The Future of Life Institute recently issued an open letter on March 22, 2023. The message called for a temporary halt of six months on the advancement of AI systems more advanced than GPT-4. The authors stated that the rapid development of AI creates significant socioeconomic challenges that require resolution.
The letter stresses the importance of AI developers working together with policymakers to establish well-defined AI governance systems. Notably, as of June 2023, more than 31,000 AI developers, experts, and technology leaders, including Elon Musk, Steve Wozniak (Co-founder of Apple), Emad Mostaque (CEO, Stability AI), and Yoshua Bengio (winner of the Turing Prize), have signed the letter.
Arguments against halting the development of AI.
Andrew Ng and Yann LeCun have expressed their disagreement with the six-month ban on advanced AI system development, deeming it a poor decision. While acknowledging the potential risks of AI, including bias and concentration of power, Ng highlights the great value it brings to various fields, such as education, healthcare, and coaching.
According to Yann LeCun, it is important to continue research and development in AI, while regulating the AI products that are released to end-users.
What are the immediate risks and potential dangers of AI?
1. Job Displacement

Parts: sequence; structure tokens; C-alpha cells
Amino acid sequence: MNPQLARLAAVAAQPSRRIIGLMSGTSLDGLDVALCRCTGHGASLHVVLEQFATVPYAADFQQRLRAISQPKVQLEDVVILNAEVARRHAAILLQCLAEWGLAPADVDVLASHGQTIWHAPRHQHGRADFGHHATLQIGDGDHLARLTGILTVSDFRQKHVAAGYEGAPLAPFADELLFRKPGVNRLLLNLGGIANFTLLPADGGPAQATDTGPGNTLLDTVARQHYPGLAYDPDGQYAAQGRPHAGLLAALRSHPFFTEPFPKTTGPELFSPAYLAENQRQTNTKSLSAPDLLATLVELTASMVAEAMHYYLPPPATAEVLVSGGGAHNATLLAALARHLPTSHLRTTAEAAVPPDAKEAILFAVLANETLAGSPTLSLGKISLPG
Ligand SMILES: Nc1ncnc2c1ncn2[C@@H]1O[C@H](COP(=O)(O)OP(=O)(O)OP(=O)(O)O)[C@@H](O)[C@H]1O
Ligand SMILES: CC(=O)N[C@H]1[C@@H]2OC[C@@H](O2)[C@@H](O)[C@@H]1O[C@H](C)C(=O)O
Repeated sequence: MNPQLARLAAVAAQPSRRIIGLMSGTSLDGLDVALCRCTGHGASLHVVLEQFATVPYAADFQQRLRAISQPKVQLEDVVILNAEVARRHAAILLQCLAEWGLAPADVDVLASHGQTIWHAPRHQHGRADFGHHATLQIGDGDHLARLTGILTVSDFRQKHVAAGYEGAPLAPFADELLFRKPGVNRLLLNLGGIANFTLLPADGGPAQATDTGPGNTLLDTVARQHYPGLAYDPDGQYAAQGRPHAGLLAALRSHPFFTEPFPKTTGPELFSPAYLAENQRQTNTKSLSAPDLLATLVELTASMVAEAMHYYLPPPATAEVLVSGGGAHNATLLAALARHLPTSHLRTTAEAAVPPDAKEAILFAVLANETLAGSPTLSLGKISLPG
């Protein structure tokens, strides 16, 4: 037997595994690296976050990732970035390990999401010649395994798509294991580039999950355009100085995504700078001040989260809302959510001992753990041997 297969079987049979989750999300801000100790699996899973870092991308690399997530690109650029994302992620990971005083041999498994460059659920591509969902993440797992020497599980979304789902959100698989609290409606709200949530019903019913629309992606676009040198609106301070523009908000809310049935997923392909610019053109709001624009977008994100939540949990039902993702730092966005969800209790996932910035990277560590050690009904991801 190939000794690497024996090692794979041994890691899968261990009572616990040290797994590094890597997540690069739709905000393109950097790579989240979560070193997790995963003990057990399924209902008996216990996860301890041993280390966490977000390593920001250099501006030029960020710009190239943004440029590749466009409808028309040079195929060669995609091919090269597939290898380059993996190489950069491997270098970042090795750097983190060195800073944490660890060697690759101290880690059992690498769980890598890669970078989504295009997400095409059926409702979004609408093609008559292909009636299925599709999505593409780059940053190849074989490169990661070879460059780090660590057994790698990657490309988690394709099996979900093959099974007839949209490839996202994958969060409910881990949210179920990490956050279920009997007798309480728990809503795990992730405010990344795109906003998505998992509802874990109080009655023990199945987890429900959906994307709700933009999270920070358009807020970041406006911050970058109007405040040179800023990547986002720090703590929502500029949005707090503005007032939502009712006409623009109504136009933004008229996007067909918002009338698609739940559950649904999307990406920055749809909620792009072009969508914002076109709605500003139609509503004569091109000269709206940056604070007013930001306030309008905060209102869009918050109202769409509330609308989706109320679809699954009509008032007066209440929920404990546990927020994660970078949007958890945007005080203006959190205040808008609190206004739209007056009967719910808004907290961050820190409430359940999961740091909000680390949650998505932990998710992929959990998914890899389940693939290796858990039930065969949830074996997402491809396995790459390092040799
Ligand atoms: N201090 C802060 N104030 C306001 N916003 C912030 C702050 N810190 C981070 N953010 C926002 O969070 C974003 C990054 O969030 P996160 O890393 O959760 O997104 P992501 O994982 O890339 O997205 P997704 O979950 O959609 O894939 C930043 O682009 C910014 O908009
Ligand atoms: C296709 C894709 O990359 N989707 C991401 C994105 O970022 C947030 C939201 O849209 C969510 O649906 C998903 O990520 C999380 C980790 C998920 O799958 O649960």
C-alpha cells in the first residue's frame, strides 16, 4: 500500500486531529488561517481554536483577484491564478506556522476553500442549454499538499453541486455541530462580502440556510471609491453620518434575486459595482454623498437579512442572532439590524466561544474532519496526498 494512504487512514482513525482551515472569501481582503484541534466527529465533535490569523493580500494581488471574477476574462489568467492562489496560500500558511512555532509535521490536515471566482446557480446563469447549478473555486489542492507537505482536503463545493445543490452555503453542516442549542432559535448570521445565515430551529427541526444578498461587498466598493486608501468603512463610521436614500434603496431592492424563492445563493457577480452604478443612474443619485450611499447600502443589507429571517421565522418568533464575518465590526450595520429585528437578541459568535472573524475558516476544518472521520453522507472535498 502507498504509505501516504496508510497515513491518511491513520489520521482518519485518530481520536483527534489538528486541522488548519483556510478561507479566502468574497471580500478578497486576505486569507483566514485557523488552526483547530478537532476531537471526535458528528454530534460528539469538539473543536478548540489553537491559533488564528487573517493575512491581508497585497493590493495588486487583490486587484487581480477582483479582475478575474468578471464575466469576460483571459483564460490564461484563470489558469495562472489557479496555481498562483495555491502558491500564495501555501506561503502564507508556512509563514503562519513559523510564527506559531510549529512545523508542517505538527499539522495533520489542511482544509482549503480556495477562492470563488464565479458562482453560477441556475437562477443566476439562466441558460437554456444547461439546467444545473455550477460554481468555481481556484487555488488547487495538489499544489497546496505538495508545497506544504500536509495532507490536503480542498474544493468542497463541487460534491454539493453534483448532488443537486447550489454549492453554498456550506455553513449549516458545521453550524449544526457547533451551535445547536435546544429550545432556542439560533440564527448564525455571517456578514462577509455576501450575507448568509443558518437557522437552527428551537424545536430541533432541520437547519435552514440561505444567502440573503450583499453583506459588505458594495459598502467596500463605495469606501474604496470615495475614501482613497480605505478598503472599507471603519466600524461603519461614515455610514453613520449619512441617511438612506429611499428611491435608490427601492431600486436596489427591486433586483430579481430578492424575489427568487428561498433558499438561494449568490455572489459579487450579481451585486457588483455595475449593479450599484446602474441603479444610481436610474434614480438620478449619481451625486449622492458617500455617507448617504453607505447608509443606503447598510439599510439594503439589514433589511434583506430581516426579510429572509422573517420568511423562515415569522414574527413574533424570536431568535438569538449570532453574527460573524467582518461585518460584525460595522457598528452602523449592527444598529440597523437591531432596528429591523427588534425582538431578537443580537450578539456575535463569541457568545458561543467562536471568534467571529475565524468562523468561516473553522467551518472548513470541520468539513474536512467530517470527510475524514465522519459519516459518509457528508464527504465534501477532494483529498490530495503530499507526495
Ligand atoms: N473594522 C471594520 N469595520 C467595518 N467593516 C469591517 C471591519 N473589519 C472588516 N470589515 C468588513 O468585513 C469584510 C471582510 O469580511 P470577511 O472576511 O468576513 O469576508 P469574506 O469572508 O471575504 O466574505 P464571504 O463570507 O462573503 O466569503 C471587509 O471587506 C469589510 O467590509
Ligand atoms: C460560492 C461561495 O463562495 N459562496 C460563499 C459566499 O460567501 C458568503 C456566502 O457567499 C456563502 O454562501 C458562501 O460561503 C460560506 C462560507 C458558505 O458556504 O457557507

According to AI experts, intelligent AI systems are capable of taking over cognitive and creative tasks, which could result in the automation of approximately 300 million jobs through generative AI, as predicted by Goldman Sachs. Consequently, regulations should be implemented to avoid causing a severe economic downturn. Furthermore, to tackle this challenge, employee educational programs should focus on upskilling and reskilling.
2. Biased AI Systems
Human biases regarding gender, race, or color can unconsciously affect the data that is used to train AI systems, leading to biased outcomes. This bias can result in discrimination in various fields, such as job recruitment or law enforcement. For example, a biased AI system in job recruitment may reject resumes of individuals from certain ethnic groups, creating unfairness in the job market. Similarly, biased predictive policing can unfairly target particular neighborhoods or demographic groups.
It is important to develop a thorough data strategy that specifically considers the risks associated with AI, particularly the issue of bias. Regular evaluations and audits should be conducted on AI systems to ensure their fairness.
3. The code language used for the output of safety-critical AI applications is EN-US.